In a climate as diverse as Canada's, there exists endless possibilities of surface precipitation types, from snow to rain to everything in between. We have figured out ways to cope, but some of these bring major challenges to parts of our everyday life, like aviation, road transportation, power generation and distribution, winter recreation, ecology and hydrology.
These challenges are predicted to get more extreme and less manageable as the climate continues to warm. To better protect our infrastructure, it is necessary to increase our ability to adequately observe, diagnose, simulate and forecast them, before it's too late.
Forecasting the future of aviation precipitation
To help get ahead of the issue, our Aerospace Research Centre teamed up with international partners from February 1 to March 15, 2022, on a large scale project called Winter Precipitation Type Research Multi-scale Experiment (WINTRE-MIX). The project was conducted in an area encompassing Montréal, Quebec and Kingston, Ontario. The goal was to study clouds to better differentiate conditions, which lead to different kinds of precipitation. The project combined different methods of observation from aircraft, mobile radars, and other surface-based instruments. The NRC's Airborne Facilities for Atmospheric Research and Reconnaissance team under Dr. Mengistu Wolde's leadership used their Convair-580 aircraft as a flying laboratory to collect invaluable data by flying directly into storms! The NRC's Convair-580 is equipped with full airborne in-situ cloud microphysics and remote sensing capability, making it an invaluable asset for atmospheric research in Canada.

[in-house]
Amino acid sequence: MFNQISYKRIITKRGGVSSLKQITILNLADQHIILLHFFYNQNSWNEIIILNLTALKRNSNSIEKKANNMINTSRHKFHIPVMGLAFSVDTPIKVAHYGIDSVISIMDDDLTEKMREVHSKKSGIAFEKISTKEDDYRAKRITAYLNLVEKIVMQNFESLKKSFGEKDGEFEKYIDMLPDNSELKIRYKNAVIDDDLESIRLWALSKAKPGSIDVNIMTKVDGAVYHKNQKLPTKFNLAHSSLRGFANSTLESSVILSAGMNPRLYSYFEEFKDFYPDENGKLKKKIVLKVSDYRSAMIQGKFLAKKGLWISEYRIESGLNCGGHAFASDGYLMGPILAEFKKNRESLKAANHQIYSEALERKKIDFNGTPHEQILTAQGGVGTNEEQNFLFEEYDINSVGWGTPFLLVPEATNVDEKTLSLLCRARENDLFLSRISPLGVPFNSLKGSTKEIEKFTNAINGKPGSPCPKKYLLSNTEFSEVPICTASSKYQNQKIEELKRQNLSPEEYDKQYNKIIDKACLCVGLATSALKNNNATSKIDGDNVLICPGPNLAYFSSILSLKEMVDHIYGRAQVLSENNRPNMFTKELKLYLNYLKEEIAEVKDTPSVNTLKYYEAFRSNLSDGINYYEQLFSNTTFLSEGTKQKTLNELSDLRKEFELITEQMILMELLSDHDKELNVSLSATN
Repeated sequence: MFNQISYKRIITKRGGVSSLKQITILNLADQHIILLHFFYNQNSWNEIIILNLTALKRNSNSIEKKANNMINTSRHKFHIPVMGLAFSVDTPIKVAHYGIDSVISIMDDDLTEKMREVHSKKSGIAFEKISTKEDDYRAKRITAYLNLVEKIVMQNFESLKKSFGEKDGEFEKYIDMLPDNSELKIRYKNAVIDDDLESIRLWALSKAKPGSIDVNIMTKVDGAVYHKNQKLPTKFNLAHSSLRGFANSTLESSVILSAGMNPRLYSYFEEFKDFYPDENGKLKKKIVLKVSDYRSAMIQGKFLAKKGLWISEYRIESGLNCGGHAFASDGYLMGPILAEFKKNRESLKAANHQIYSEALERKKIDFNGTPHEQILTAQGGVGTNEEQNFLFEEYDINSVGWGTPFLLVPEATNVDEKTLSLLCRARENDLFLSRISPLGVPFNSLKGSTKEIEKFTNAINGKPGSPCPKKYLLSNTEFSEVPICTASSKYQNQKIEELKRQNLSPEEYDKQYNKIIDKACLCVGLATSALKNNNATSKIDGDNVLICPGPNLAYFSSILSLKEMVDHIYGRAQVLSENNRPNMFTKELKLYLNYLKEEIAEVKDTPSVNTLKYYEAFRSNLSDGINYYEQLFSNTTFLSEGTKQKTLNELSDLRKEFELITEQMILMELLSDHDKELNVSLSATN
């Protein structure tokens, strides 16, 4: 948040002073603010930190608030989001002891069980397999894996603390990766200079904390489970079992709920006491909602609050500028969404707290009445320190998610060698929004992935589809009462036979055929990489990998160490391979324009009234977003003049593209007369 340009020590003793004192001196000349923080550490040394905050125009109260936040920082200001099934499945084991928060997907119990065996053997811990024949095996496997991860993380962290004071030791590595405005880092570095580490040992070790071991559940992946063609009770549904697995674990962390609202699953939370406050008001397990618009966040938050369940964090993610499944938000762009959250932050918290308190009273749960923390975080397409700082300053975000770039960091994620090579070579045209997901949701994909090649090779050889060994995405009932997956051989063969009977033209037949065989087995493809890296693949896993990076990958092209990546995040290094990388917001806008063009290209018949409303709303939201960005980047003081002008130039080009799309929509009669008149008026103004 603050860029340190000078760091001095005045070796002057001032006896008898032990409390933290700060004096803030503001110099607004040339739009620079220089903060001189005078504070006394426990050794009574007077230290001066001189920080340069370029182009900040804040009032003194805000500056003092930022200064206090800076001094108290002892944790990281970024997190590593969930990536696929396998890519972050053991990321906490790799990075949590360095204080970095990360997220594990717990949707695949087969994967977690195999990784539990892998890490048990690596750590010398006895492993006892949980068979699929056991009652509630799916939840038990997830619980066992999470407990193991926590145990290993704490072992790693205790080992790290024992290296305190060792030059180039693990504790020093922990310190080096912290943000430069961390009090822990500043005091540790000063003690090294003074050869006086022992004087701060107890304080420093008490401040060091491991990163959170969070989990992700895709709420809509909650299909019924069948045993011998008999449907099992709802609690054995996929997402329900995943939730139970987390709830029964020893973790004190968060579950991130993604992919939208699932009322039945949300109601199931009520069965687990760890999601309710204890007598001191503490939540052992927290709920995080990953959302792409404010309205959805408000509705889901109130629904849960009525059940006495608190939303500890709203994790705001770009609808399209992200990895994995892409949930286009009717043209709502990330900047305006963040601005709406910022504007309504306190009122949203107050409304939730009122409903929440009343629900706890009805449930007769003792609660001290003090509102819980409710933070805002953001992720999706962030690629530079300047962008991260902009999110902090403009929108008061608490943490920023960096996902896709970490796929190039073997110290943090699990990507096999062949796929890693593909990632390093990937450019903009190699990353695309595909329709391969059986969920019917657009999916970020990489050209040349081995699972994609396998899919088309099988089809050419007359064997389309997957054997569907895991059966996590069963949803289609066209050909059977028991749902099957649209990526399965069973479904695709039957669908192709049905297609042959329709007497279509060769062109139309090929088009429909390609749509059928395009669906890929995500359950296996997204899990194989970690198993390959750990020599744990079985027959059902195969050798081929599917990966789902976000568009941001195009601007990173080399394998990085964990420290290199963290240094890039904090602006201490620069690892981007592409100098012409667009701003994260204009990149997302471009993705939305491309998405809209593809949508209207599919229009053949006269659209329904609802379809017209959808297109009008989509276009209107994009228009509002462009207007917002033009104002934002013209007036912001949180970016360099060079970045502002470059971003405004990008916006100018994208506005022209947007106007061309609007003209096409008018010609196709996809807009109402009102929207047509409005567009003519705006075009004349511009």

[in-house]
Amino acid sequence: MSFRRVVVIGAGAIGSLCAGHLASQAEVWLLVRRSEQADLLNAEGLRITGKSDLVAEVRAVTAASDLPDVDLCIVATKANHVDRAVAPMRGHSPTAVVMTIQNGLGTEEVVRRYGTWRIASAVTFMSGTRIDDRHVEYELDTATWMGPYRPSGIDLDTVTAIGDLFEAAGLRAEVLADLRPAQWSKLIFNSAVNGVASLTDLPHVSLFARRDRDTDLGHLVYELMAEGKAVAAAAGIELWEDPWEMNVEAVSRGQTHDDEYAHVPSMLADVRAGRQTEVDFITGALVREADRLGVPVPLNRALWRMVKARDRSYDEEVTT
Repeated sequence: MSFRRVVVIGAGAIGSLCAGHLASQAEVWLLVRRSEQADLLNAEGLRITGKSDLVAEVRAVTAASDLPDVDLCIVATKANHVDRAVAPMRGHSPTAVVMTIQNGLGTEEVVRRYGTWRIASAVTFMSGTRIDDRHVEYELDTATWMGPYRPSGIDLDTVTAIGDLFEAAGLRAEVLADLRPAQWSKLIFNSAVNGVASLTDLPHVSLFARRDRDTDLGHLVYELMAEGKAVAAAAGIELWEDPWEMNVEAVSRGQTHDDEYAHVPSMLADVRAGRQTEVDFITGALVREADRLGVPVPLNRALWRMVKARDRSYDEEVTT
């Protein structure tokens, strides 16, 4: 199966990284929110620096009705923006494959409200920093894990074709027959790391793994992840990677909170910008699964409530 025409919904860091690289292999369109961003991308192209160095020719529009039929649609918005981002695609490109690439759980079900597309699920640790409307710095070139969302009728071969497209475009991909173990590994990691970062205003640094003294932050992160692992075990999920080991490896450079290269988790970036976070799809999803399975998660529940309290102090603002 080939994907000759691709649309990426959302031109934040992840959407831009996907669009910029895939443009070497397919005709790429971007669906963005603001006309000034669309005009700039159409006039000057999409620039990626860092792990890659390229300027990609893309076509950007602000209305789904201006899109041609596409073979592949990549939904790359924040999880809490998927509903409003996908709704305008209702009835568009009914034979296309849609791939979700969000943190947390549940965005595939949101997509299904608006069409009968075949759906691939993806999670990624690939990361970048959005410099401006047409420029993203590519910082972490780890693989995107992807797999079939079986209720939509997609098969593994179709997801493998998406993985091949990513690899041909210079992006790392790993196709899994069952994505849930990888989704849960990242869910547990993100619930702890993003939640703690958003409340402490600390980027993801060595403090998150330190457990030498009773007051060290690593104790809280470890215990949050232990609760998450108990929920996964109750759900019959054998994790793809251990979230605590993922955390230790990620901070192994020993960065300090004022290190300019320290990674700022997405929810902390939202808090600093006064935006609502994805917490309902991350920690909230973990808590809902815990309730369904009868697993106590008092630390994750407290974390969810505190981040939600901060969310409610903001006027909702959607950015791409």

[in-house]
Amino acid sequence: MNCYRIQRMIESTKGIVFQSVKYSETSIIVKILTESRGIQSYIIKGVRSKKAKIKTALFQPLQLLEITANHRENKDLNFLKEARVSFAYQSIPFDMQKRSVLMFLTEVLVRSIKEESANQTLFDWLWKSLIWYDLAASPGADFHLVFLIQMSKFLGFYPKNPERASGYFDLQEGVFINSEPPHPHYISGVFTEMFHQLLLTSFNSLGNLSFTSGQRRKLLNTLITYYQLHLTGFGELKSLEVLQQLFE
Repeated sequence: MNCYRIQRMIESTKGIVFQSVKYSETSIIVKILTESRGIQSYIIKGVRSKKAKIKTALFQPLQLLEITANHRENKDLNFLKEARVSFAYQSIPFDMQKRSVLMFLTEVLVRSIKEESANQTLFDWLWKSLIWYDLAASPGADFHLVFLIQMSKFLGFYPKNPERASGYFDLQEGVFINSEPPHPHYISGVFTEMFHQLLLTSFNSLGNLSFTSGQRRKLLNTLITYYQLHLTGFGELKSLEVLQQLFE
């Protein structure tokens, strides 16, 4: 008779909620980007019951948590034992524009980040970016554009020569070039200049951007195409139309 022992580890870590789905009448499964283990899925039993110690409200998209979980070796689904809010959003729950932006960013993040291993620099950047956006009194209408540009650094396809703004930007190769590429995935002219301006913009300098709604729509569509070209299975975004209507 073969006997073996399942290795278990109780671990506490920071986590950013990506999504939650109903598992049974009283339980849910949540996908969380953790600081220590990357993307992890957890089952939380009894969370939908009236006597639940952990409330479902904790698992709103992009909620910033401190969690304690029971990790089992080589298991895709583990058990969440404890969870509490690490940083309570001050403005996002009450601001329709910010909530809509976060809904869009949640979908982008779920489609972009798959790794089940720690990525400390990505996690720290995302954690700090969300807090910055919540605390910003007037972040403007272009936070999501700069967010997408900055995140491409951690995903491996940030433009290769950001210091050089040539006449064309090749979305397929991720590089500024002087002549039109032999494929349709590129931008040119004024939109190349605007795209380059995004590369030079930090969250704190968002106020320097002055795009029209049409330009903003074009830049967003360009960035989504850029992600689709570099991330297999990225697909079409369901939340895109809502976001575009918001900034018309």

This research project will make fundamental contributions to the fields of cloud and precipitation microphysics, numerical modelling and forecasting, radar meteorology, boundary layer meteorology and mountain meteorology. It will help improve the forecasting of near-freezing precipitations, increase communications between researchers, forecasters and stakeholders, and expand scientific training, literacy and engagement between academia and industry. This ability to better predict will in turn help in mitigating potential damage from precipitation, and improving preparedness for such events.
All collected data from this collaboration will be shared publicly to ensure that weather and climate research can benefit from it for years to come.
We would like to thank the principal investigators of the WINTRE-MIX project and their teams:
- University of Albany (Justin Minder, Nick Bassill)
- University of Colorado Boulder (Katja Friedrich, Andrew Winters)
- University of Wyoming (David Kingsmill, Jeffrey R. French)
- National Research Council Canada (Leonid Nichman, Cuong Nguyen)
We would also like to thank researchers, graduate students and weather forecasters that contributed to the success of the winter-mix project flight campaign:
- University of Québec at Montréal – UQAM
- McGill University
- Environment and Climate Change Canada
- National Weather Service
- Northview Weather
- University of Illinois at Urbana-Champaign
- FAA-TAIWIN demonstration project team from FAA, NCAR and Leading Edge Atmospherics.
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